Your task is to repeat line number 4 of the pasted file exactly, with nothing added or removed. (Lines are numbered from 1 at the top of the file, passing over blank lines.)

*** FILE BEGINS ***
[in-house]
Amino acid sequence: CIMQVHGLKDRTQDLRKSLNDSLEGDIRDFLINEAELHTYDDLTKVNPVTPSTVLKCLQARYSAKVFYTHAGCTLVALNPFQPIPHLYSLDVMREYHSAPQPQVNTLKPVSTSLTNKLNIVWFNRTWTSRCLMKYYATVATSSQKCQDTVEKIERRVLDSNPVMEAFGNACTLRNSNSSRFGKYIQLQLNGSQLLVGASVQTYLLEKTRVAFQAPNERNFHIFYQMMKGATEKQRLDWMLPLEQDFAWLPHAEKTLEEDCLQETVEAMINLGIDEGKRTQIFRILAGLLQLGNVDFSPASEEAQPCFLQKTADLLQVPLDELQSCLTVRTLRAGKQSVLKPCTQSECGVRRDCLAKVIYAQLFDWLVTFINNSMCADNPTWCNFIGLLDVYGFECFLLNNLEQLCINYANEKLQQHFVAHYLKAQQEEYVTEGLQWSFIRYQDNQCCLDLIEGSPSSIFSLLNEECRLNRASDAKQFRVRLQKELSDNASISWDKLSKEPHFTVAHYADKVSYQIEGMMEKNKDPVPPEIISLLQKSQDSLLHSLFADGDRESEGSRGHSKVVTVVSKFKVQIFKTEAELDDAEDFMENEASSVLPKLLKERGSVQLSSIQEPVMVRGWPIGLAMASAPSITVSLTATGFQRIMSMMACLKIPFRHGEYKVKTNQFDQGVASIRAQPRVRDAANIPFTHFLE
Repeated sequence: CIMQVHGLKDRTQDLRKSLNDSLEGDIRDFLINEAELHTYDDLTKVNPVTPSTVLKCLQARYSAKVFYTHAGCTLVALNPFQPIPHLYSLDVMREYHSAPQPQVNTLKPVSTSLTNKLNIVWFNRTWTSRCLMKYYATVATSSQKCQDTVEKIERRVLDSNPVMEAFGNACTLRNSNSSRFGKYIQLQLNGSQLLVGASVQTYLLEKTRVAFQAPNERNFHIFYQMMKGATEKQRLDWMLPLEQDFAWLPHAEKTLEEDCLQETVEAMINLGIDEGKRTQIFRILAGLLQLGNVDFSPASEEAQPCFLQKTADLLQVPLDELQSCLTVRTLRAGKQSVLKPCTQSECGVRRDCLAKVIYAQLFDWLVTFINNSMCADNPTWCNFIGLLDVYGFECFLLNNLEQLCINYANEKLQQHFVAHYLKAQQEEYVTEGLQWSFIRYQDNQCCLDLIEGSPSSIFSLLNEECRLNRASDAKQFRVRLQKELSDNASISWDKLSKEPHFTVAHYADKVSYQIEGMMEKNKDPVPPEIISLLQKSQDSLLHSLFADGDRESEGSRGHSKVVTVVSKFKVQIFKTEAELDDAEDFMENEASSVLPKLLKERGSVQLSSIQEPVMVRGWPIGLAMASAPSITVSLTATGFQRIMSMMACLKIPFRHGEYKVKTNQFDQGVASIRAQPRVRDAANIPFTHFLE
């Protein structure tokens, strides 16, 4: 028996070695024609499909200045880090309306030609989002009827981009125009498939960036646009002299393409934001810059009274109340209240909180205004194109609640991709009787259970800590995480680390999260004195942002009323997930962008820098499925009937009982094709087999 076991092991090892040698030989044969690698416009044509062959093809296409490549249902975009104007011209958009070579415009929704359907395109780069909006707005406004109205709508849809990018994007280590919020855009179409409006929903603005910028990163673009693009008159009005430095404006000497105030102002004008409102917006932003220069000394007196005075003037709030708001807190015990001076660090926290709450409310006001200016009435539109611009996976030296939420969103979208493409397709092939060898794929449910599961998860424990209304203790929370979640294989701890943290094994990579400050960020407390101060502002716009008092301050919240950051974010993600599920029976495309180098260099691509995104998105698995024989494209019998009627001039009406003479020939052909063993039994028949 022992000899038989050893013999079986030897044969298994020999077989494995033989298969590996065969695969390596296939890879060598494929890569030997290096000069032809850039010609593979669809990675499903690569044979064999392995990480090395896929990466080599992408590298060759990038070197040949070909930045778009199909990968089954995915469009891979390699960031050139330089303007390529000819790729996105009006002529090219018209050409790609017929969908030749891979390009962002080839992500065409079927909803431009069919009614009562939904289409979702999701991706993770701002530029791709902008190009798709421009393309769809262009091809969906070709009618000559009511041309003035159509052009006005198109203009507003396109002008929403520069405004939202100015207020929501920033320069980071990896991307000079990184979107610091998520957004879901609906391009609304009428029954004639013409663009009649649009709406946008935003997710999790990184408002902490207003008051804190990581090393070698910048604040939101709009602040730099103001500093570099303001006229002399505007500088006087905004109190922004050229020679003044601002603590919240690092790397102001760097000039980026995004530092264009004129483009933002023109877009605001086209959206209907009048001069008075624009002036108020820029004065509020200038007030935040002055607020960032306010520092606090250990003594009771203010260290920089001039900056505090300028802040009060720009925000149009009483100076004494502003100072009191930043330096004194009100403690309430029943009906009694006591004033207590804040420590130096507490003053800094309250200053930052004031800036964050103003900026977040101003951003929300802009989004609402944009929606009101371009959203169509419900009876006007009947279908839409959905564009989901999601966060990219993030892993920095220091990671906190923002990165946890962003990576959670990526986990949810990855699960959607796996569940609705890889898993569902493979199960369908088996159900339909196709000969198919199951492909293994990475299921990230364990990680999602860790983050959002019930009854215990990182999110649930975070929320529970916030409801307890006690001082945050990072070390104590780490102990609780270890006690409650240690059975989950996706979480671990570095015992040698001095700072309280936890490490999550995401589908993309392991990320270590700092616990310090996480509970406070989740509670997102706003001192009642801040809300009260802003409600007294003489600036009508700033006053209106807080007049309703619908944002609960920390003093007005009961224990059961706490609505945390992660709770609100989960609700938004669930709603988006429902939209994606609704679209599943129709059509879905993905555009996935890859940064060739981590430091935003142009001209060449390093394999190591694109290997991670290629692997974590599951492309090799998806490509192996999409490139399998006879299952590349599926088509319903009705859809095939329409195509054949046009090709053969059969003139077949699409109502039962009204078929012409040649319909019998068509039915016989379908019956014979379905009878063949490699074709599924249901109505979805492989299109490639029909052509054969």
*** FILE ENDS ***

């Protein structure tokens, strides 16, 4: 028996070695024609499909200045880090309306030609989002009827981009125009498939960036646009002299393409934001810059009274109340209240909180205004194109609640991709009787259970800590995480680390999260004195942002009323997930962008820098499925009937009982094709087999 076991092991090892040698030989044969690698416009044509062959093809296409490549249902975009104007011209958009070579415009929704359907395109780069909006707005406004109205709508849809990018994007280590919020855009179409409006929903603005910028990163673009693009008159009005430095404006000497105030102002004008409102917006932003220069000394007196005075003037709030708001807190015990001076660090926290709450409310006001200016009435539109611009996976030296939420969103979208493409397709092939060898794929449910599961998860424990209304203790929370979640294989701890943290094994990579400050960020407390101060502002716009008092301050919240950051974010993600599920029976495309180098260099691509995104998105698995024989494209019998009627001039009406003479020939052909063993039994028949 022992000899038989050893013999079986030897044969298994020999077989494995033989298969590996065969695969390596296939890879060598494929890569030997290096000069032809850039010609593979669809990675499903690569044979064999392995990480090395896929990466080599992408590298060759990038070197040949070909930045778009199909990968089954995915469009891979390699960031050139330089303007390529000819790729996105009006002529090219018209050409790609017929969908030749891979390009962002080839992500065409079927909803431009069919009614009562939904289409979702999701991706993770701002530029791709902008190009798709421009393309769809262009091809969906070709009618000559009511041309003035159509052009006005198109203009507003396109002008929403520069405004939202100015207020929501920033320069980071990896991307000079990184979107610091998520957004879901609906391009609304009428029954004639013409663009009649649009709406946008935003997710999790990184408002902490207003008051804190990581090393070698910048604040939101709009602040730099103001500093570099303001006229002399505007500088006087905004109190922004050229020679003044601002603590919240690092790397102001760097000039980026995004530092264009004129483009933002023109877009605001086209959206209907009048001069008075624009002036108020820029004065509020200038007030935040002055607020960032306010520092606090250990003594009771203010260290920089001039900056505090300028802040009060720009925000149009009483100076004494502003100072009191930043330096004194009100403690309430029943009906009694006591004033207590804040420590130096507490003053800094309250200053930052004031800036964050103003900026977040101003951003929300802009989004609402944009929606009101371009959203169509419900009876006007009947279908839409959905564009989901999601966060990219993030892993920095220091990671906190923002990165946890962003990576959670990526986990949810990855699960959607796996569940609705890889898993569902493979199960369908088996159900339909196709000969198919199951492909293994990475299921990230364990990680999602860790983050959002019930009854215990990182999110649930975070929320529970916030409801307890006690001082945050990072070390104590780490102990609780270890006690409650240690059975989950996706979480671990570095015992040698001095700072309280936890490490999550995401589908993309392991990320270590700092616990310090996480509970406070989740509670997102706003001192009642801040809300009260802003409600007294003489600036009508700033006053209106807080007049309703619908944002609960920390003093007005009961224990059961706490609505945390992660709770609100989960609700938004669930709603988006429902939209994606609704679209599943129709059509879905993905555009996935890859940064060739981590430091935003142009001209060449390093394999190591694109290997991670290629692997974590599951492309090799998806490509192996999409490139399998006879299952590349599926088509319903009705859809095939329409195509054949046009090709053969059969003139077949699409109502039962009204078929012409040649319909019998068509039915016989379908019956014979379905009878063949490699074709599924249901109505979805492989299109490639029909052509054969």